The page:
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Android malware is a continuing problem in the Android ecosystem, even after 9 major Android releases. Android currently relies on implicit and explicit user participation to identify malicious applications, both on the Playstore and on devices.
Currently, multiple techniques exist to identify malware such as code signatures, hashes, permission analysis and manual static analysis. These techniques rely on the premise that who or what is performing the analysis, is required to have access to the Android application (APK). However, performing these analysis techniques on devices is resource intensive, time consuming and also dependent on access to the APK.
What if no access to the APK is required to identify if an application is malicious? Currently, no capability exists to scan for malicious applications at runtime on Android devices, at best there is static analysis on the application and its permissions. Additionally, there is the Android Attestation framework, which attempts to provide information on the state of the device but does not provide information on the state of running applications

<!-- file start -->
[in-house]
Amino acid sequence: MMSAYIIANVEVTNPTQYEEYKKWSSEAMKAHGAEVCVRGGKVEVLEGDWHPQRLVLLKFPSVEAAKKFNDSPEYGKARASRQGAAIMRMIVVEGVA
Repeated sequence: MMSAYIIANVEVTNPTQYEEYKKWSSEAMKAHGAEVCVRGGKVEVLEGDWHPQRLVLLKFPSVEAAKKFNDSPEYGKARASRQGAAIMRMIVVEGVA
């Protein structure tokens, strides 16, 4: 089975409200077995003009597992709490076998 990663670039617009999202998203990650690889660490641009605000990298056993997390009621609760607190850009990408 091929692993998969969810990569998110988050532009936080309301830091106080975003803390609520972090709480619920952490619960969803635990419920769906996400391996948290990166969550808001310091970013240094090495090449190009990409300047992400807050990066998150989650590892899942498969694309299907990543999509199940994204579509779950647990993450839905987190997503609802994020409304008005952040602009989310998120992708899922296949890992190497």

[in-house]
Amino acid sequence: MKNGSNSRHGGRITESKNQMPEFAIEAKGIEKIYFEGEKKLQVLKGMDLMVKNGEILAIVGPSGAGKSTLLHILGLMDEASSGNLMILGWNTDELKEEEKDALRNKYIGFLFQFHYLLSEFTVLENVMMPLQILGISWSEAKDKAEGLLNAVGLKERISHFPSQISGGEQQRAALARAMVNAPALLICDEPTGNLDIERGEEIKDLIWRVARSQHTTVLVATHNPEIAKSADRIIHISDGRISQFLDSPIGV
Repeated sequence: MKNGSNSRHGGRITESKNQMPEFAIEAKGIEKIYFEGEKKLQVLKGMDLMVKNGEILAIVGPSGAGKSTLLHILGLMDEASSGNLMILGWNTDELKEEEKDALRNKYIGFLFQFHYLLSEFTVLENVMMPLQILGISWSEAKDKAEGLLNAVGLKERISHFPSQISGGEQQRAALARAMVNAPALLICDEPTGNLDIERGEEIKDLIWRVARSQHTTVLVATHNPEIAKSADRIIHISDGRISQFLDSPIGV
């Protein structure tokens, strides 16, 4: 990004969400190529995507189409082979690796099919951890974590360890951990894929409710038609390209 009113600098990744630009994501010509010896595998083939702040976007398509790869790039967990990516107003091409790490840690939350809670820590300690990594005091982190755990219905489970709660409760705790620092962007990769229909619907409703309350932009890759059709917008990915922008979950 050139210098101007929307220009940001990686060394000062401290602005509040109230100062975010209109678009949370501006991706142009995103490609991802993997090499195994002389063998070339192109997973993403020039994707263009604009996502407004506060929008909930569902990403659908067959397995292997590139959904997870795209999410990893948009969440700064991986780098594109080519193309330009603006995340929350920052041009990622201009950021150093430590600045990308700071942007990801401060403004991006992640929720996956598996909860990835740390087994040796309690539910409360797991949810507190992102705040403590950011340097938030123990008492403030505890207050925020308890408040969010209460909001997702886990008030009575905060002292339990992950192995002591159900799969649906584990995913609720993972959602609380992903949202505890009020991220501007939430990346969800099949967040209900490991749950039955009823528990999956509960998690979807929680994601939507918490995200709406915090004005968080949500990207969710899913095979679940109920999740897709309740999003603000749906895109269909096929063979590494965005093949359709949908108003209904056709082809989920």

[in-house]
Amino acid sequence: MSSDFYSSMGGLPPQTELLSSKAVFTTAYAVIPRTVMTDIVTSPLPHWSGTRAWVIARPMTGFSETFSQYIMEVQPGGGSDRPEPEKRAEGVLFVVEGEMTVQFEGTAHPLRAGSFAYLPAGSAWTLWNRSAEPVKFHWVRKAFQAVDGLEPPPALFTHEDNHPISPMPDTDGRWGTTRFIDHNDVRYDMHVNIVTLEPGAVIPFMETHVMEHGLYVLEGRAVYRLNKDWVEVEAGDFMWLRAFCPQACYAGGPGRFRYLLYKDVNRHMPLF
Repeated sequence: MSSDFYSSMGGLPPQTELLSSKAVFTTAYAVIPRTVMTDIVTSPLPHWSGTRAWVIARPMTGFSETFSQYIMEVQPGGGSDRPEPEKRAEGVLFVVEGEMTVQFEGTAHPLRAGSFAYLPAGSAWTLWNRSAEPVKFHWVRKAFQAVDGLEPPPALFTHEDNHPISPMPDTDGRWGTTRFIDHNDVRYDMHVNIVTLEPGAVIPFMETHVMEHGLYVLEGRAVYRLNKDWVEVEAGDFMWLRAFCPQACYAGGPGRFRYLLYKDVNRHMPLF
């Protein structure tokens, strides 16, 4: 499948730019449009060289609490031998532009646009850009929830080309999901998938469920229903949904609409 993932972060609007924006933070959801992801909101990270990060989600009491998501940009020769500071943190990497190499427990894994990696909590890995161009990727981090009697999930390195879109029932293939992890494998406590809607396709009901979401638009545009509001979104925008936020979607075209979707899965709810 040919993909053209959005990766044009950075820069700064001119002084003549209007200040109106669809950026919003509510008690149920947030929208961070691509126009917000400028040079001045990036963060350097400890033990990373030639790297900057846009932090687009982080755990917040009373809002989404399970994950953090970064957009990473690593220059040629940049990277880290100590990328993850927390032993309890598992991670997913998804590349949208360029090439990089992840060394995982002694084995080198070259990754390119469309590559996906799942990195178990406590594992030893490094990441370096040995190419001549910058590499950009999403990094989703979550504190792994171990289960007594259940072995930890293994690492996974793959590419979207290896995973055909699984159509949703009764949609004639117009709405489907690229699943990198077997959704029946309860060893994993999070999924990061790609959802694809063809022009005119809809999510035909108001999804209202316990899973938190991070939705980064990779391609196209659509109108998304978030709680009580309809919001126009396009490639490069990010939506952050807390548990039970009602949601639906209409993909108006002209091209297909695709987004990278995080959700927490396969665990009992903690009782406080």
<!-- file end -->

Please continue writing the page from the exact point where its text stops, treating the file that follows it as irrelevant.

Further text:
In this talk, Chris will explore a novel technique to identify malicious Android applications through the use of analyzing the HEAP of Android applications at runtime. The identification and analysis of instantiated objects for Android applications from the HEAP can be used to effectively identify applications that are making use of, and implementing dangerous functionality such as Class loaders and other well known objects that exhibit malicious behaviour.
Chris will also share how this technique was built and implemented on Android using Android awesomeness and how it can be implemented by the operating system or 3rd party applications to effectively scan application memory for malicious behaviour.
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